Tony is a longtime fan of Spam Allstars and we met at a Christmas party at the house of Carlos Olivas and started talking. Then when we had a show down in Cayo Hueso, Key West, he went and gave me a ride down there on his boat. On that trip, he asked why I never did a solo album. He wrote “Suky," I did all the music, and here we are!
You've got an album on the way?
Yeah, we have 12 songs already. “Suky" is the commercial one, the single, but it doesn't show the whole range. I've got reggae, kompa, Afrobeat, and rock all mixed together. But the power of the “Suky" is what's going to get the people Sukified.
The video is fucking awesome who all is in it?
We got Carlos Oliva, Eric Estrada, Flavor Flav, Alicia Machado, Dan Le Batard, Joaquin Gonzalez, Pepe Billete, Peter Languilla, and a lot of gorgeous women.
Tomas Diaz at Rock the Moon Productions HQ.
Photo by Jacob Katel
They say when you perform that sometimes your eyes roll back in your head almost like you're possessed. What’s going on?
When I get on stage I always get a little nervous, whether I'm playing for five or 50,000 people. But then I close my eyes and the spirit comes to me and makes my soul more strong.
You are known as a master of the timbales. What exactly are they?
They are two drums and a cowbell. I went to music school in Matanzas and studied percussion, guitar, drums, and bass. A lot of people play drums, but timbales are different. They are considered a limited instrument, but I make my own sounds by playing on them under, over, and sideways.
Goin' back to Cuba, how did you hear all that American music?
We used to listen to WQAM that was broadcast out of Miami. And there was a station in Arkansas that would only come on at night. A radio station in Little Rock, Arkansas. They played James Brown, Sly Stone. Then I went to jail for being a dangerous individual. They made that law to suppress the Cuban youth.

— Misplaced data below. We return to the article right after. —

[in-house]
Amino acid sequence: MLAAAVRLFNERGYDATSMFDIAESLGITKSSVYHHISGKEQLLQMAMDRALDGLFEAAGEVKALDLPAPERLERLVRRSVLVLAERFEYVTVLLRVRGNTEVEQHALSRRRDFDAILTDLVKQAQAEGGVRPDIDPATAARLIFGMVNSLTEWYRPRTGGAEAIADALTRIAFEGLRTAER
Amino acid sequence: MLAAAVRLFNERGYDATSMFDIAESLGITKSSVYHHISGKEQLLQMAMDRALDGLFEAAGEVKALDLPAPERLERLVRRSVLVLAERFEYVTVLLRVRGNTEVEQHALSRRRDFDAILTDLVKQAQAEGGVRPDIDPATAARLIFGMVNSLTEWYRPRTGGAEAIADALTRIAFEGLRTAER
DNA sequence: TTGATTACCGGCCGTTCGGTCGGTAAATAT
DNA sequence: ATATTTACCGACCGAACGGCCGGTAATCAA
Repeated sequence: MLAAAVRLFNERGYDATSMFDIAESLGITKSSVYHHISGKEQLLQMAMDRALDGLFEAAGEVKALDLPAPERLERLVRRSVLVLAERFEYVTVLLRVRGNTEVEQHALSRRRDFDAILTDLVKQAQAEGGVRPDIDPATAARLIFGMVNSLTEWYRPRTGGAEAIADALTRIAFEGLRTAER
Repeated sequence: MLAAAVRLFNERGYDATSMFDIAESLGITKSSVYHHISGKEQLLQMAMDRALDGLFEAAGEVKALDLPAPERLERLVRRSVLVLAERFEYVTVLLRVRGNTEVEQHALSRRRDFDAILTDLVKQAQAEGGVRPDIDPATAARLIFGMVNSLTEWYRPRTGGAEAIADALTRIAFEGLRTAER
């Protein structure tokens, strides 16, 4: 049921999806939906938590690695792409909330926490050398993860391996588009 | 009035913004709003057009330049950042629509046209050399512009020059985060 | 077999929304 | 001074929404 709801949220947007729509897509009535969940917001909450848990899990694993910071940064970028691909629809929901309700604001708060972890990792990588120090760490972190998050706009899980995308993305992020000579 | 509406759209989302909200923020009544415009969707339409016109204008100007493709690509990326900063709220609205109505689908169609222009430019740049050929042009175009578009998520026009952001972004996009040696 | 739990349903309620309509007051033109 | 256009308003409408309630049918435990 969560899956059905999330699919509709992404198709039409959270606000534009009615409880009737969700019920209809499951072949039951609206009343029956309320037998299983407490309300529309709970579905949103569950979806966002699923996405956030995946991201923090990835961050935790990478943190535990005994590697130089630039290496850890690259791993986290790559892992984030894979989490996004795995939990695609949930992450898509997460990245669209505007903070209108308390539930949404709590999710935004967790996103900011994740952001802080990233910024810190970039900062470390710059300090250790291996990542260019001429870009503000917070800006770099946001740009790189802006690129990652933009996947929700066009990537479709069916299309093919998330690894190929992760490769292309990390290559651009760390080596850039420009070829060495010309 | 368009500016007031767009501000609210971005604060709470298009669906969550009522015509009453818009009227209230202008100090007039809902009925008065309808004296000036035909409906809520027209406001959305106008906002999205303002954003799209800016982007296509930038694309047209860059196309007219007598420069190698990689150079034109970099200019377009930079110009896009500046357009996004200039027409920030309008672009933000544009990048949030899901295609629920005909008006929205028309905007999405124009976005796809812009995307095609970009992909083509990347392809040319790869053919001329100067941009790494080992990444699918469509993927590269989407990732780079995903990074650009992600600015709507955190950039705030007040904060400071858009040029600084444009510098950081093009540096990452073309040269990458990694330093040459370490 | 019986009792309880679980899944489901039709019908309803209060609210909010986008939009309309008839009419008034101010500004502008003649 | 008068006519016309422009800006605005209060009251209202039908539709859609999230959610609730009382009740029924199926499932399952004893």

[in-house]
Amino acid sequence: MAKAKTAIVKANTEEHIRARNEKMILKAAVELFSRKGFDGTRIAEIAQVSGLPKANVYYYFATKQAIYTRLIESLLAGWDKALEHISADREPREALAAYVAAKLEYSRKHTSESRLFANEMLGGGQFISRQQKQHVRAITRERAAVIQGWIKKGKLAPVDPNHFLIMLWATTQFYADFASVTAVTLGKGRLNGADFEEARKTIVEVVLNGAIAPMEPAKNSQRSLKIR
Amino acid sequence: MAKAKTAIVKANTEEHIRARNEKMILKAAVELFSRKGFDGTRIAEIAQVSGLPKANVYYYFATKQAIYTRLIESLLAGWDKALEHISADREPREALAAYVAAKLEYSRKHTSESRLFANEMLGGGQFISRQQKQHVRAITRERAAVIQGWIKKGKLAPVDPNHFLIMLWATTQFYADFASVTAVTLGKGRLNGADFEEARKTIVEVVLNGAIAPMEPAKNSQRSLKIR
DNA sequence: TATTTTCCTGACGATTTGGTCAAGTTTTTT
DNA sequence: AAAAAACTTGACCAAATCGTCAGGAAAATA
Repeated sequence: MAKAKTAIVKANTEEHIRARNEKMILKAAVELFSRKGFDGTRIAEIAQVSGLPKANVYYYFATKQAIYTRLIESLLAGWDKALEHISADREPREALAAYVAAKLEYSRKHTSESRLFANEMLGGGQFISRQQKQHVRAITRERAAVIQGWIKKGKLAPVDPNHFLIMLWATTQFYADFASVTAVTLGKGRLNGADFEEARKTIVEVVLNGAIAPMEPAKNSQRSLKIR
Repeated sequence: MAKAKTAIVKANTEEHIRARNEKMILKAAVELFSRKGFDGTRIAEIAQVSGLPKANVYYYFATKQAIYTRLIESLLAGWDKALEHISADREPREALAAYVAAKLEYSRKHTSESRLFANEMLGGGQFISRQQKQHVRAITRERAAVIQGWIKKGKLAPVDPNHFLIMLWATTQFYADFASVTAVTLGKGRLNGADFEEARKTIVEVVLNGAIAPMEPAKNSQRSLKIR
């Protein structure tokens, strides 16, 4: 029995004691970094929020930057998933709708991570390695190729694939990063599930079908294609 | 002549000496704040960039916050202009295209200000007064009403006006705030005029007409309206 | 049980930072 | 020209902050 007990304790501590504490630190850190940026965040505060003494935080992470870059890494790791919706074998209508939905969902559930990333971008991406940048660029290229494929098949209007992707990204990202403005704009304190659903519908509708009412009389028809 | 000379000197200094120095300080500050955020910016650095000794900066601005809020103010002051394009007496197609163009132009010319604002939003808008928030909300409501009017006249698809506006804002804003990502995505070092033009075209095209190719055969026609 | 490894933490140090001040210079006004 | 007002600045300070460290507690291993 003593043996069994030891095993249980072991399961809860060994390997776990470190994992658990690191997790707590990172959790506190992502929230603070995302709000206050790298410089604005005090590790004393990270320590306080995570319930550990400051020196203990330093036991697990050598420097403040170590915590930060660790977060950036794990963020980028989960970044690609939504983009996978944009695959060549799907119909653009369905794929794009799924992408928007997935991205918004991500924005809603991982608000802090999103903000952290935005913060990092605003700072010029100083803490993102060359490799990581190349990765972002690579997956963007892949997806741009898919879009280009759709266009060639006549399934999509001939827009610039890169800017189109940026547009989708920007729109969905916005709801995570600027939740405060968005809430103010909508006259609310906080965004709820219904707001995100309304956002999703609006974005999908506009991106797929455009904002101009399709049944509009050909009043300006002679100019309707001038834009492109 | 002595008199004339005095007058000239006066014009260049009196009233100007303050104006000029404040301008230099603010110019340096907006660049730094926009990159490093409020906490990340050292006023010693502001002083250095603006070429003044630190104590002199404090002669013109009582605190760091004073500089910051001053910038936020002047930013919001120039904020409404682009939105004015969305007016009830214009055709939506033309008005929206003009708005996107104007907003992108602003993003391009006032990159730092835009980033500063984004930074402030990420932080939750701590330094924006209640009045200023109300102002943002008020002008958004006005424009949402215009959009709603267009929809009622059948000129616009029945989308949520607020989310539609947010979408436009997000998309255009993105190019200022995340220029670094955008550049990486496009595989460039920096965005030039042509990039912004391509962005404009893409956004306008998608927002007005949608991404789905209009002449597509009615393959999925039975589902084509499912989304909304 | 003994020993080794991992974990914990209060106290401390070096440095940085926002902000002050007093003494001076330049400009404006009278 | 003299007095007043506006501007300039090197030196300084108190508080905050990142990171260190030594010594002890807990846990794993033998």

And then while you were locked up, they did the boat lift?
First, I got an American glag tattooed on my chest while I was in jail. They would take a toothbrush, melt the plastic, and use it as ink with a needle. I got more time added to my sentence for doing that. Then one day, they came and said, "Who wants to go to the U.S.? Put your hand up." I put my hand up and they put us on a bus to Puerto Mariel. People from Miami came on boats to pick up their family, but they would make them take other people first, or they wouldn't let them leave during calm seas, they would make them wait until there was a storm. I saw boats sink and people die. Finally, I got on a fishing boat called the Hit David. There were 250 people on there when it was made to hold 100 people. We were packed like sardines. On this boat, I met a girl named Aurora. It was very romantic. She asked me my name and I told her I'm a musician. She said for me to remember her when I'm famous. Pen and paper was the only thing I had and I wrote her a song right there on the spot.
Damn, that's fuckin' deep soul.
That's my favorite song I have ever written and my best moment in the Mariel. After that journey I never saw her again. I lost my Aurora, but her song will be on the album
Do you still have family in Cuba?
Yes, my mother and father are there and more are in Matanzas. I went back once in 2003.
What do you think about the new relationship between the U.S. and Cuba?
I have to see it to believe it. But in my personal opinion, people who go there have to tell the truth to the people about what a real democracy is, about freedom of expression and living your dreams. If you go there, go and tell the people the truth.